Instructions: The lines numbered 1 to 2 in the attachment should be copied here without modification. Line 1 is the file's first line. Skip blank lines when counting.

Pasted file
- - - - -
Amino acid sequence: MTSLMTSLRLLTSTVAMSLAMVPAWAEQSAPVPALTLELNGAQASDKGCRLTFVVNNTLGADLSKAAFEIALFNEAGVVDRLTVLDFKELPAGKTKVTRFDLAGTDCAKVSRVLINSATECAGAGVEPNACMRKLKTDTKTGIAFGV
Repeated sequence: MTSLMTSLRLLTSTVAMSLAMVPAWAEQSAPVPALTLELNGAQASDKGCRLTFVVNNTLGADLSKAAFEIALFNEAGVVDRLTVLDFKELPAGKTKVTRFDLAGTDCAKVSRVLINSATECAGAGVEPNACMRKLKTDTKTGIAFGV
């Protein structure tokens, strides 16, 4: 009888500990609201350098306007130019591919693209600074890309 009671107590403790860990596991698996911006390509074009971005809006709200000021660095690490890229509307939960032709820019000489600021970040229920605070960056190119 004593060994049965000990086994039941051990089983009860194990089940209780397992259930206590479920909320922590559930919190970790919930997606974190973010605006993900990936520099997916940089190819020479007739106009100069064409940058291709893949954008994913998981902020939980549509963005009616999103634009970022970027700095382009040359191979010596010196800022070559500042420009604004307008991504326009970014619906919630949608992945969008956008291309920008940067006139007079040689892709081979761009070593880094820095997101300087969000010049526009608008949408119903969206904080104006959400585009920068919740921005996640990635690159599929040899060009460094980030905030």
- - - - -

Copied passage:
Amino acid sequence: MTSLMTSLRLLTSTVAMSLAMVPAWAEQSAPVPALTLELNGAQASDKGCRLTFVVNNTLGADLSKAAFEIALFNEAGVVDRLTVLDFKELPAGKTKVTRFDLAGTDCAKVSRVLINSATECAGAGVEPNACMRKLKTDTKTGIAFGV
Repeated sequence: MTSLMTSLRLLTSTVAMSLAMVPAWAEQSAPVPALTLELNGAQASDKGCRLTFVVNNTLGADLSKAAFEIALFNEAGVVDRLTVLDFKELPAGKTKVTRFDLAGTDCAKVSRVLINSATECAGAGVEPNACMRKLKTDTKTGIAFGV